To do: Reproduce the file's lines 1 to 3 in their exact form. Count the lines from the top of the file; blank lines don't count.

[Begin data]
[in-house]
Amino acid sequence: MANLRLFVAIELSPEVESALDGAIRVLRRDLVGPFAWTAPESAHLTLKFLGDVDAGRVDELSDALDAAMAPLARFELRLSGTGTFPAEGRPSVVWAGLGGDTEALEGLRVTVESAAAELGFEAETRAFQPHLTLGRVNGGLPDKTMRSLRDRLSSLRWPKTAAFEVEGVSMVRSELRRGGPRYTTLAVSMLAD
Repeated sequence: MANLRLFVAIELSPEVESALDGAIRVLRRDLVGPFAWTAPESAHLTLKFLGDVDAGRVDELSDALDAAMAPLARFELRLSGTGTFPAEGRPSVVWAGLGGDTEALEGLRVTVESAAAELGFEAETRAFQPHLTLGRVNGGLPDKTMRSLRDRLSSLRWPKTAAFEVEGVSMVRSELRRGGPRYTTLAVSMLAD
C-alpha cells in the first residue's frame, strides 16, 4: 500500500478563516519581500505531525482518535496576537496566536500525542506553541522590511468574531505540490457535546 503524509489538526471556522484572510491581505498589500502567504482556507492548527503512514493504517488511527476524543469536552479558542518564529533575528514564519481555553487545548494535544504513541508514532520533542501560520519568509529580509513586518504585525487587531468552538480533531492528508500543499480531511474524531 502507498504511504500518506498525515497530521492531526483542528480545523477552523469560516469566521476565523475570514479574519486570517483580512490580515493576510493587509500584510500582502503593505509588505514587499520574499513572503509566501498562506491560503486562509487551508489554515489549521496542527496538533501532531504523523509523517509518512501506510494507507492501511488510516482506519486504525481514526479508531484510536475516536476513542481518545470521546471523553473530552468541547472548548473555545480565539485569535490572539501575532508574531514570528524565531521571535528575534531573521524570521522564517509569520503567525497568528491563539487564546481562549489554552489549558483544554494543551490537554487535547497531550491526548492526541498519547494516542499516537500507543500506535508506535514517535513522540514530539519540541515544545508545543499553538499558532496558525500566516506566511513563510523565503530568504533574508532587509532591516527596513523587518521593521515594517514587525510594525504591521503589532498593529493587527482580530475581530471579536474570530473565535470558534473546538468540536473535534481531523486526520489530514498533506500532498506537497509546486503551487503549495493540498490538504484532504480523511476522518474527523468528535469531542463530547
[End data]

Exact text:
[in-house]
Amino acid sequence: MANLRLFVAIELSPEVESALDGAIRVLRRDLVGPFAWTAPESAHLTLKFLGDVDAGRVDELSDALDAAMAPLARFELRLSGTGTFPAEGRPSVVWAGLGGDTEALEGLRVTVESAAAELGFEAETRAFQPHLTLGRVNGGLPDKTMRSLRDRLSSLRWPKTAAFEVEGVSMVRSELRRGGPRYTTLAVSMLAD
Repeated sequence: MANLRLFVAIELSPEVESALDGAIRVLRRDLVGPFAWTAPESAHLTLKFLGDVDAGRVDELSDALDAAMAPLARFELRLSGTGTFPAEGRPSVVWAGLGGDTEALEGLRVTVESAAAELGFEAETRAFQPHLTLGRVNGGLPDKTMRSLRDRLSSLRWPKTAAFEVEGVSMVRSELRRGGPRYTTLAVSMLAD